Without further ado, here is a breakdown of the Magic’s power forward position:
POSITION: Power forward
PLAYERS: Aaron Gordon (6-9, 220, 5 NBA seasons); Al-Farouq Aminu (6-9, 220, 9 NBA seasons); Jonathan Isaac (6-10, 230, 2 NBA seasons); Amile Jefferson (6-9, 222, 1 NBA season).
PROJECTED STARTER: Gordon (2018-19 stats: 78 games, 16 ppg., 7.4 rpg., 3.7 apg., 0.7 bpg., 0.7 spg., 44.9 FG percent, 34.9 3FG percent, 73.1 FT percent).
PROJECTED DEPTH: Aminu (2018-19 stats: 81 games, 9.4 ppg., 7.5 rpg., 1.3 apg., 43.3 FG percent, 34.3 3FG percent, 86.7 FT percent); Isaac (2018-19 stats: 75 games, 9.6 ppg., 5.5 rpg., 1.1 apg., 1.3 bpg., 42.9 FG percent, 32.2 3FG percent 81.5 FT percent); Jefferson (2018-19 stats: 12 games, 2.3 ppg., 1.8 rpg., 0.3 bpg., 62.5 FG percent, 87.5 FT percent).
STRENGTHS: The Magic have tremendous depth and versatility at this position what with Gordon, Isaac and Aminu all being able to play both the power forward and small forward positions. Also, all three have the strength, length and lateral quickness to play on the inside or the outside – whichever the Magic need at the time to fit the scheme that they are playing. Gordon made great strides last season as a playmaker, recording a career high in assists. Isaac is already an elite defender and he has worked this offseason to better his body and grow his game. Aminu is immensely valuable to teams because of his willingness to do the dirty work on the defensive end and he is a plus-rebounder on the glass.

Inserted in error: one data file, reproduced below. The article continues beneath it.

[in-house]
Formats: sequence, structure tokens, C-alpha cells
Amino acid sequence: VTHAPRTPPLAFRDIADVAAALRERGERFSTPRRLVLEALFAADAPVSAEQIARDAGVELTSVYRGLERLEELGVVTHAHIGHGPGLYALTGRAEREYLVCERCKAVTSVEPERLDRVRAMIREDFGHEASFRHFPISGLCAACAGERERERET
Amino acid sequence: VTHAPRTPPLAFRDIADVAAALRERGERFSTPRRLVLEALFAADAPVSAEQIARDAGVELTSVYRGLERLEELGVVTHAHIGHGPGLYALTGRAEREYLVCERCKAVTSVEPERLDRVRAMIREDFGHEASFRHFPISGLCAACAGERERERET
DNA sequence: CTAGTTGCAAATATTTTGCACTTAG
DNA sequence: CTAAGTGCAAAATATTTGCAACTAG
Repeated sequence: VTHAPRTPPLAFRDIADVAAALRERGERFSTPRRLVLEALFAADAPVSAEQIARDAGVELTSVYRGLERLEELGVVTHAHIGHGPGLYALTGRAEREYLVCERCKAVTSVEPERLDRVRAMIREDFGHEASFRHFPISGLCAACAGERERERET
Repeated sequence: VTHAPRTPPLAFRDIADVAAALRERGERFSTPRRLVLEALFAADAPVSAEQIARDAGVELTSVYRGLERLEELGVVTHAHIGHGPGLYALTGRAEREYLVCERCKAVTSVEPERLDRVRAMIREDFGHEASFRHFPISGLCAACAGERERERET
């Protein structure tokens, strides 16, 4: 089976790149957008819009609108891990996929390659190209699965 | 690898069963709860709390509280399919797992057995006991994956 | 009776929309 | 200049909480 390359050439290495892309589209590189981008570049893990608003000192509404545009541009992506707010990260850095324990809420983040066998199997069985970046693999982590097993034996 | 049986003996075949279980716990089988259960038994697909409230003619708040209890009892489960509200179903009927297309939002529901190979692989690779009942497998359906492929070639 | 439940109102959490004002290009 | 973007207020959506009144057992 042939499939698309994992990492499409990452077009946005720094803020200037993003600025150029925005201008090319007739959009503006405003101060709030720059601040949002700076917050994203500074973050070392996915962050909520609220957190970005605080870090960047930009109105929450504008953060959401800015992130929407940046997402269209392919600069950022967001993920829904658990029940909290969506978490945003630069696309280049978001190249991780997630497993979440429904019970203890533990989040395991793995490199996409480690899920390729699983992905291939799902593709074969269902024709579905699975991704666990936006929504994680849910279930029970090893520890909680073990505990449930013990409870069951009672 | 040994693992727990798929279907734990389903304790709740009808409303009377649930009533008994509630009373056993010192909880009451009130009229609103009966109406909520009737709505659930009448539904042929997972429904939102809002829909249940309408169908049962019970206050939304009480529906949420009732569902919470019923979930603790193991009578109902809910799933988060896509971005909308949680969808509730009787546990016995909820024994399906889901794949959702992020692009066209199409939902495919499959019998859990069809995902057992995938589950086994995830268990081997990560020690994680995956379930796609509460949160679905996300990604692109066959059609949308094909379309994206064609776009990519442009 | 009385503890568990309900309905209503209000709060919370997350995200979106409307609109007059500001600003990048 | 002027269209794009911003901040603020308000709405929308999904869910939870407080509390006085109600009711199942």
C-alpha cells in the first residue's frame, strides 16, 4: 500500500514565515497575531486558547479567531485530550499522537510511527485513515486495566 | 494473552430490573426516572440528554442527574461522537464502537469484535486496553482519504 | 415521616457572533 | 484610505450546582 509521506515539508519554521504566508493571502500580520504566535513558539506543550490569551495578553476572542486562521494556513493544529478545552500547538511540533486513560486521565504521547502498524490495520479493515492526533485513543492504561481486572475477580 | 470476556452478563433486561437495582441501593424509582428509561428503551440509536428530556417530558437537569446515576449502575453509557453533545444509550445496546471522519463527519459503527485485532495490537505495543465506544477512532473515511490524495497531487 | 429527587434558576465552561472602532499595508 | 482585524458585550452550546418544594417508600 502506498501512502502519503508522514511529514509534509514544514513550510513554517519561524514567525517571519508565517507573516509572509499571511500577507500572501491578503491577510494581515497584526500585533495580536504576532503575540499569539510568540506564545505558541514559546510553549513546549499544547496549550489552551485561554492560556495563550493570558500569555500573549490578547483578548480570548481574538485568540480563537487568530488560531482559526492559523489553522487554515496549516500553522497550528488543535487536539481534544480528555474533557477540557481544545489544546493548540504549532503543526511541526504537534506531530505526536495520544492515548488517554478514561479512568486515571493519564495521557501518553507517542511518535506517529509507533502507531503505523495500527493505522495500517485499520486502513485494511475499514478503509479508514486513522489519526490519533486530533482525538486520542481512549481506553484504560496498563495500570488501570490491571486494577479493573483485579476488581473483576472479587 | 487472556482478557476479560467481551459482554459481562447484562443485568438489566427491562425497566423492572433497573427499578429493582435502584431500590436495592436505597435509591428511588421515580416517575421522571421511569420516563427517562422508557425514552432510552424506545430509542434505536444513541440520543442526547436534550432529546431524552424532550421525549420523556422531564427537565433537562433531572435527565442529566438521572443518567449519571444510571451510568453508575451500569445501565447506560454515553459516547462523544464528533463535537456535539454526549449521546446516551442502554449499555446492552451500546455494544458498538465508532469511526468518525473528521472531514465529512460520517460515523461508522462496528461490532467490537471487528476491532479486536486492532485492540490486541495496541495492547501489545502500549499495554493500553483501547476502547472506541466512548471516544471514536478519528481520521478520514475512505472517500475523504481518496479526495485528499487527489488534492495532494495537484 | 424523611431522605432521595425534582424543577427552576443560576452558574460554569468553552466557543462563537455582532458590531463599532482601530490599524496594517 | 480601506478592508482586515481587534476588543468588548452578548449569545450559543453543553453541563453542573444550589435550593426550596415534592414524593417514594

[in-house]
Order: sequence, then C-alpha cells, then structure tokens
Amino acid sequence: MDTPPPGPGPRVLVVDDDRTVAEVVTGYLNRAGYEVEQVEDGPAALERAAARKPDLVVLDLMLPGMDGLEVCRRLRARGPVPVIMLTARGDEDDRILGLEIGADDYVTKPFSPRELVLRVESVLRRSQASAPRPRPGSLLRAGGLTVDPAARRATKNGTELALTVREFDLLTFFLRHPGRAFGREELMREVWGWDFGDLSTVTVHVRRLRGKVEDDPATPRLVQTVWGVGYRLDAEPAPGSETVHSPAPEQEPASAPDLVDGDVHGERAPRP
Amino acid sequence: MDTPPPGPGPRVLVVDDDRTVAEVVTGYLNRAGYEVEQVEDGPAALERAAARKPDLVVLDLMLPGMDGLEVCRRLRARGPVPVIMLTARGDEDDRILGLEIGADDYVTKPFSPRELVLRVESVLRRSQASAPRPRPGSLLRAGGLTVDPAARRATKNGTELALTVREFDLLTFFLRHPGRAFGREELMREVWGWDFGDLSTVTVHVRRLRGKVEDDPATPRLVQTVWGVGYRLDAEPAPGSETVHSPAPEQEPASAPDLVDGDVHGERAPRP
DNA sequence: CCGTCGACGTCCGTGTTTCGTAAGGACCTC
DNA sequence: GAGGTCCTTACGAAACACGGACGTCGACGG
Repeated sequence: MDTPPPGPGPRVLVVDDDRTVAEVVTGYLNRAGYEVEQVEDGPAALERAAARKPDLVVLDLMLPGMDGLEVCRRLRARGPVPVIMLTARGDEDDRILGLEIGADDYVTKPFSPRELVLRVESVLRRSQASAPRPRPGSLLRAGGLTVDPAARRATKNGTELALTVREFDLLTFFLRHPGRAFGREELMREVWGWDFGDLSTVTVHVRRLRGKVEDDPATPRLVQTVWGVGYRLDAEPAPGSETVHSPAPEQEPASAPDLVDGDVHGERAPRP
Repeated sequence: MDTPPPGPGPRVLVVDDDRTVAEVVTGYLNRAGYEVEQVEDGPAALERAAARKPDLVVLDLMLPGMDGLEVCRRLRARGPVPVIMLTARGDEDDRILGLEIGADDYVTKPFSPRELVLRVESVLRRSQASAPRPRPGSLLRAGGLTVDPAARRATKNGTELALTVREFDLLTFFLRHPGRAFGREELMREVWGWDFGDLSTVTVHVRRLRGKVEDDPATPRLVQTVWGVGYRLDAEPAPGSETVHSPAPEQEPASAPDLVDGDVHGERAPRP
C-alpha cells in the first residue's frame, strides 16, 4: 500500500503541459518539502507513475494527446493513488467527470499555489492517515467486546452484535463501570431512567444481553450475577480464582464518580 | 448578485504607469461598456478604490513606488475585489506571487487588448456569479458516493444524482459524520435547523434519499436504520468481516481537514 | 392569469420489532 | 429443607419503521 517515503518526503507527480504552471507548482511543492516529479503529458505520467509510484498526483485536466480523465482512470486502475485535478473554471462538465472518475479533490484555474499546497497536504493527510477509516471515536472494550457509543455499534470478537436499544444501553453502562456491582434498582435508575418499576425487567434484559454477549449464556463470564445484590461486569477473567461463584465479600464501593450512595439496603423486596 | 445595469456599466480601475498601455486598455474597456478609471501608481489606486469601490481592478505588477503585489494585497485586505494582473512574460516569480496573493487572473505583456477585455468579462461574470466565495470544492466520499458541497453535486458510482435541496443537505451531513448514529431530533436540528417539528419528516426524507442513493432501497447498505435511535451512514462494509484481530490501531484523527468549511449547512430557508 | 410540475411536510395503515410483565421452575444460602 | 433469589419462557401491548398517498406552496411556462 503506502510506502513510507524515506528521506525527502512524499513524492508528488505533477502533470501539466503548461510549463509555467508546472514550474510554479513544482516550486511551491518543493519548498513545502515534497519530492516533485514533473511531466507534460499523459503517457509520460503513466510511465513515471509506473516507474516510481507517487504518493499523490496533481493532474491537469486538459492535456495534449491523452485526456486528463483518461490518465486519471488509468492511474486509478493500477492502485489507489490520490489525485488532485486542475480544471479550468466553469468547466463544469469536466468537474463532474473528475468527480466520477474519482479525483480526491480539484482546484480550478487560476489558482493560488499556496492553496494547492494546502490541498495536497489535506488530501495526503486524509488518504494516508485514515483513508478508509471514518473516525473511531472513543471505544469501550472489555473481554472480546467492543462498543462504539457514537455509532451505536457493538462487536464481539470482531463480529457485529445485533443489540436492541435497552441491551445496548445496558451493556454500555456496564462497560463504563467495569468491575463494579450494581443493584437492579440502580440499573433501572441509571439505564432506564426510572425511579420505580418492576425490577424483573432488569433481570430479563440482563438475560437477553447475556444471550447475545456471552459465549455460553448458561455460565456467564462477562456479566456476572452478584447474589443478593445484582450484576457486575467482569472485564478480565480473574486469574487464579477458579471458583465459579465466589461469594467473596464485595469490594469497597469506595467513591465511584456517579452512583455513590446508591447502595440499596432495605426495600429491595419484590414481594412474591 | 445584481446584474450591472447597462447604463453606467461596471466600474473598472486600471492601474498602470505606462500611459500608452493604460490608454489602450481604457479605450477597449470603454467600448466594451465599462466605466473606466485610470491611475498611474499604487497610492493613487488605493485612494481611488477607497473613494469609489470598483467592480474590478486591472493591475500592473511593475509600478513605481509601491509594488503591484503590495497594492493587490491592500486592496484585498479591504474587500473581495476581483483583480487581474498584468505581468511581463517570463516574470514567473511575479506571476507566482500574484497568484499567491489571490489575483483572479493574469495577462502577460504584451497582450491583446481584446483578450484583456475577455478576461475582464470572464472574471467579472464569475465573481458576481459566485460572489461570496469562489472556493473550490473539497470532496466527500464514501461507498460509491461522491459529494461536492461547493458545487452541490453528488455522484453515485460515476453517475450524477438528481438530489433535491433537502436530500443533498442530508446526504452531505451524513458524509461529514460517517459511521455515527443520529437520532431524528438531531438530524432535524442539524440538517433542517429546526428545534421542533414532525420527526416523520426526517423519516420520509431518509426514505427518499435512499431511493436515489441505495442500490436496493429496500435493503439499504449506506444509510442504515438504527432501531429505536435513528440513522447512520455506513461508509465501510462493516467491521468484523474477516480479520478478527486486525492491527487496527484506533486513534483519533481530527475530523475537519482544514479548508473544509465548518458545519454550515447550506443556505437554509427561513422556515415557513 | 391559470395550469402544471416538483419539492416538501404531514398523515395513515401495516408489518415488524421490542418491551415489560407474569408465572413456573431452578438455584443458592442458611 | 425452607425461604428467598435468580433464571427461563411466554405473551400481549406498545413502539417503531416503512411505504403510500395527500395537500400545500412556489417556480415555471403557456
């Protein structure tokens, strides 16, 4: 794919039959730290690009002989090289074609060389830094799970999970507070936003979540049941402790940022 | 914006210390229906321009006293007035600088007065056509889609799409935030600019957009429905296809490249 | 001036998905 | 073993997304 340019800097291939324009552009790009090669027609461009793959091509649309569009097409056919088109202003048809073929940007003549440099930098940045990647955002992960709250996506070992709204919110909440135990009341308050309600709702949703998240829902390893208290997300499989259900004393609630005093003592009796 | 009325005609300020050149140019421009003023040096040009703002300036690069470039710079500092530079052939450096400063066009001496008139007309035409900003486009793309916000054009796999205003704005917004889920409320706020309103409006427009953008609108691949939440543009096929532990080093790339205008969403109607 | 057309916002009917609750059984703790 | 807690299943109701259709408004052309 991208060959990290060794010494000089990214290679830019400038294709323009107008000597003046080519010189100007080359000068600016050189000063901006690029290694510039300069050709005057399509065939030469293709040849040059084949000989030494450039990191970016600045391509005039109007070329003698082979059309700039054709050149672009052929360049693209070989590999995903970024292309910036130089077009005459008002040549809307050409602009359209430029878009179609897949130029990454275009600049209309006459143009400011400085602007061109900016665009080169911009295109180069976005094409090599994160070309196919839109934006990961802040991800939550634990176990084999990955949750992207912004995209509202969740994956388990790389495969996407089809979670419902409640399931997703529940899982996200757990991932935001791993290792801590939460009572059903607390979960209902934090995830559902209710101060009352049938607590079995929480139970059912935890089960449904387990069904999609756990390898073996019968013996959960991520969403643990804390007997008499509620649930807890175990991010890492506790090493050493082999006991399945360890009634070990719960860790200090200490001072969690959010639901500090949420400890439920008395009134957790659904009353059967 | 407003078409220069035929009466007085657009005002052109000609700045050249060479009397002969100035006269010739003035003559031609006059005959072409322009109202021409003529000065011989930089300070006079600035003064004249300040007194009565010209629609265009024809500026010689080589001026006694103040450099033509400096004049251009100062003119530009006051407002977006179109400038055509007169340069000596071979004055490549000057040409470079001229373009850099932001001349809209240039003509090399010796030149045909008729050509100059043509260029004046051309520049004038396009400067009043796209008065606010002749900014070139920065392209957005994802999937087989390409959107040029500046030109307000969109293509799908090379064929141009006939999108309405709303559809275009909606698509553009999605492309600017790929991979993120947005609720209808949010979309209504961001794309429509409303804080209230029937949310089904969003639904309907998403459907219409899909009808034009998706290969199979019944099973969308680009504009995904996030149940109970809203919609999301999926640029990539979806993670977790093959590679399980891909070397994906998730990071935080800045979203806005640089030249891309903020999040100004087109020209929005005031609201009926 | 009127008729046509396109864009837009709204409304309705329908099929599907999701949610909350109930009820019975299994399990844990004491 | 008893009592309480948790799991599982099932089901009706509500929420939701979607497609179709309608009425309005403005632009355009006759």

WEAKNESSES: Despite the Magic’s talent and depth at the power forward position, there will always be questions about the ability of Gordon, Isaac and Aminu to shoot the ball consistently well from the 3-point line. Last season, Gordon shot 34.9 percent from beyond the arc, while Isaac and Aminu connected on just 32.2 and 34.3 percent, respectively, from 3-point range. Teams will always dare them to consistently make shots from the perimeter. The Magic were a significantly better team last season when Gordon made a high percentage of his 3-point shots than when he struggled, so his shooting is a big intangible. Isaac struggled with his shot for long stretches, but he gained confidence as the season wore on and he made the biggest shot of his career – a 3-pointer from the corner – in the final two minutes of a Game 1 defeat of Toronto in the playoffs. Aminu has been a hot-and-cold shooter in the past in the playoffs with Portland and he struggled mightily with his accuracy this past spring. Even if he struggles from afar, he usually justifies his time on the floor with his ability to chip in to the team in other ways.